How toads could help us predict earthquakes

  • 1 December 2011
Toad Image copyright Getty Images

When earthquakes strike they can be devastating, but scientists think there could be a way of using animals to help predict when a quake's about to happen.

Researchers in Italy found toads suddenly fled their pond days before an earthquake hit in L'Aquila in 2009.

They realised the unusual behaviour may have been a reaction to changes in the water caused by the quake.

Scientist Rachel Grant said: "It was very dramatic. It went from 96 toads to almost zero over three days."

How does it work?

Earthquakes happen when energy and pressure is suddenly released from deep inside the Earth.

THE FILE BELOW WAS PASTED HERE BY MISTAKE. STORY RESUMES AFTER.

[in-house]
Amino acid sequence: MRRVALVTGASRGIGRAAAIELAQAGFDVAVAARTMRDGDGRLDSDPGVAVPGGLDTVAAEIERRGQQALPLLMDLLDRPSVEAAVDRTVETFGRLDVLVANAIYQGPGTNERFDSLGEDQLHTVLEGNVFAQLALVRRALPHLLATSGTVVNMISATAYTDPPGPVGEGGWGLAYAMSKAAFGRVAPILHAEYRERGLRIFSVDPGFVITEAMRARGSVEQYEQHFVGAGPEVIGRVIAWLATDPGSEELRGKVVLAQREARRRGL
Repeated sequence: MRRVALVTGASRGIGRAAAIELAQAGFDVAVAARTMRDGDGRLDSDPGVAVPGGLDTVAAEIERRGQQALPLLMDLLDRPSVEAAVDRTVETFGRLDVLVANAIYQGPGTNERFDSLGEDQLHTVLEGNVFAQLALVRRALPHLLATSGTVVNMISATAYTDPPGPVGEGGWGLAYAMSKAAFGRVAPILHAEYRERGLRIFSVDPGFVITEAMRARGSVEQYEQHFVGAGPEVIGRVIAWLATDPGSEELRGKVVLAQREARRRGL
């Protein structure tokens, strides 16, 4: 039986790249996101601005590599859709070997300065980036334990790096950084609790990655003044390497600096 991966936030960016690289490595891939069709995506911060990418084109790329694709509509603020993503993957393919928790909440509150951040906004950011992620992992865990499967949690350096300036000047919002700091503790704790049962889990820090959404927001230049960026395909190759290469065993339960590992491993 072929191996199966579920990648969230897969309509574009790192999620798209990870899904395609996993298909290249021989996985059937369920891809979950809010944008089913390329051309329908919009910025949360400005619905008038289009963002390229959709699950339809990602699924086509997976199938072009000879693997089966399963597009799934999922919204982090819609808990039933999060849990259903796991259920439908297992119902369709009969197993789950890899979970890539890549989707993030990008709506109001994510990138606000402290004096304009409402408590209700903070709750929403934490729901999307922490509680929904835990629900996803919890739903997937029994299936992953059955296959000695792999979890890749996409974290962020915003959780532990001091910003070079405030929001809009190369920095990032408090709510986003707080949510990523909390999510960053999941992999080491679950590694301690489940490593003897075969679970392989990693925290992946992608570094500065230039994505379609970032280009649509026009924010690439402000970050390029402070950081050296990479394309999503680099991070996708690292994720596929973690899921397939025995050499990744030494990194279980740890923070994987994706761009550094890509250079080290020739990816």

It takes a while for this pressure to build and it's not something which scientists can monitor easily.

Image copyright Reuters
Image caption An earthquake in Turkey earlier this year left homes in ruins and thousands of people dead

Animals that live near water are thought to be more sensitive than humans, and can feel the changes this activity can cause in their water.

It would explain how the toads cleverly knew to leave just before the quake hit!

It's not just toads who might be able to help, but any animal that lives near groundwater or burrows in the soil.

People have often found that animals act strangely just before an earthquake.

For example, in 1975, in Haicheng, China, many people spotted snakes coming out of their burrows a month before the city was hit by a large quake.

It's hoped that one day scientists will be able to use the animals' behaviour to give people more warning about a quake.